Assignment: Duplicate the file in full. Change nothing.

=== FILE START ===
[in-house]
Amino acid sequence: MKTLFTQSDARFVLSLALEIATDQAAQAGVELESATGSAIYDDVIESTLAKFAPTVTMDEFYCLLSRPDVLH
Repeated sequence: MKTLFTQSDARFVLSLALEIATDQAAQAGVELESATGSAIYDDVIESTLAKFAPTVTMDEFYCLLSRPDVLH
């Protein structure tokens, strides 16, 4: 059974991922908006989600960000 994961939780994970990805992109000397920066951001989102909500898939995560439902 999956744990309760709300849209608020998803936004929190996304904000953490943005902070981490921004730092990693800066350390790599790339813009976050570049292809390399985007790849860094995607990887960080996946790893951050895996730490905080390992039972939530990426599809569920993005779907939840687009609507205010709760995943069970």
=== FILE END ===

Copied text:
[in-house]
Amino acid sequence: MKTLFTQSDARFVLSLALEIATDQAAQAGVELESATGSAIYDDVIESTLAKFAPTVTMDEFYCLLSRPDVLH
Repeated sequence: MKTLFTQSDARFVLSLALEIATDQAAQAGVELESATGSAIYDDVIESTLAKFAPTVTMDEFYCLLSRPDVLH
């Protein structure tokens, strides 16, 4: 059974991922908006989600960000 994961939780994970990805992109000397920066951001989102909500898939995560439902 999956744990309760709300849209608020998803936004929190996304904000953490943005902070981490921004730092990693800066350390790599790339813009976050570049292809390399985007790849860094995607990887960080996946790893951050895996730490905080390992039972939530990426599809569920993005779907939840687009609507205010709760995943069970």